Issue(s): Motormouth #1, Motormouth #2
But a big big part of the appeal is Gary Frank's art. I became a fan of Frank thanks to his Hulk run, but his style is already fully formed here. Unlike a lot of Marvel UK art (and Marvel art generally at this time), it's clean with clear storytelling, and Frank produces great looking characters. Frank's good storytelling helps the typically convoluted plot feel a little less chaotic.
Motormouth and Killpower also have the distinction of being the only Marvel UK characters to appear in contemporary US Marvel comics (not counting the original Death's Head). But that's thanks to Gary Frank getting poached for Hulk.
The plots are actually pretty simple for these first two issues, although they'll get more convoluted later.
As with all the Marvel UK books, American superhero characters have guest appearances, and those appearances are designed so that they could be cut out. So in these issues, we have Nick Fury running around at the edges, but never actually meeting Motormouth.
Let me start with him, because the question of whether or not he's meant to be the director of SHIELD at this point has bearing on the placement of these issues. I noticed that Dum Dum was described as "Commander Dugan" and thought that this was deliberately meant to take place while Fury had resigned as director, but i'm realizing that's not necessarily true.
Gary Frank maybe be great with the art, but Network Nina is totally off model.
SHIELD are detecting energy readings created by a Project Chronos Cycle, run by one of their scientists named Laarson. The project is not going well, so Laarson is executed. Laarson was supposed to be developing personal dimensional teleporting devices using technology acquired by the Warheads on their jumps. The teleporting device was to be called MOPED (Mind Operated Personal Dematerialization). Laarson used up most of the technology that the Warheads brought back on initial tests, and Mys-Tech kill him before he's able to utilize one of two remaining devices on Harley Davis, a street orphan that will become Motorhead.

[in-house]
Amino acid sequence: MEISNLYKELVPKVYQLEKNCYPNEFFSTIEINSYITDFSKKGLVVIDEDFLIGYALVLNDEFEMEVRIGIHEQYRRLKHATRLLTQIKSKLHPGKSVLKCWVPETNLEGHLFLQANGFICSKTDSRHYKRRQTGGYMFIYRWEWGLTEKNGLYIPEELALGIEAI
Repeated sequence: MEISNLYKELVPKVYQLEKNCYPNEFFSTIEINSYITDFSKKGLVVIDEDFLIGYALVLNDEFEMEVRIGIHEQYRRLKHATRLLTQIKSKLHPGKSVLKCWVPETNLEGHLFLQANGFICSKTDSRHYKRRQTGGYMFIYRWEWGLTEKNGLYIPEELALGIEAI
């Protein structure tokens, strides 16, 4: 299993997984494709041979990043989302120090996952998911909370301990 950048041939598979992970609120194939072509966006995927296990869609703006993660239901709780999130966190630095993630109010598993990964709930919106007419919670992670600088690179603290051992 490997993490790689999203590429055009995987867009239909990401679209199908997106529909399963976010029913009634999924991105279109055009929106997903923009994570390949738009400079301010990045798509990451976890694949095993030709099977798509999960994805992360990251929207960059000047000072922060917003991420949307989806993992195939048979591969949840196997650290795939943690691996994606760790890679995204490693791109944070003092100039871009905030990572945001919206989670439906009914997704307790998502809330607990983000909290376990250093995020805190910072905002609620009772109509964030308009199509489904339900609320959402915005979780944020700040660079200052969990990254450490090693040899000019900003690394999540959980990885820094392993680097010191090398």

Too bad this series didn't run long enough for us to find out what happened to that chimp.
The MOPED device was already embedded in a pair of sneakers laid out for Motormouth to find. Mys-Tech send out goons to collect the sneakers and kill Motormouth if necessary. But some of Laarson's subordinates, in a desire to validate their work, activate the MOPED just as the assassins arrive.
If the series ever slowed down enough for it to matter, i assume the premise would have been about Motormouth winding up in random alternate dimensions and having random adventures. That's basically what happens in the first two issues. Regular readers of this site will know that that's not really my thing, but it really doesn't matter for long due to the way the plots progress. But for this first issue, Motormouth winds up in an alternate universe where the Roman empire never collapsed, and since "you know the Italians", the present day is obsessed with fashion and it's a crime to look cool unless you are a member of the Fashion Police.
So, yeah, stuff like that. Motormouth runs around with the local resistance for a bit but eventually gets her shoes to take her home.
I love seeing a "Next" line two pages before the actual comic ends, because two pages of Nick Fury stuff are tacked on afterwards.
Meanwhile, SHIELD sends two plainclothes agents to investigate the energy that SHIELD detected, and Mys-Tech sends Killpower to kill them.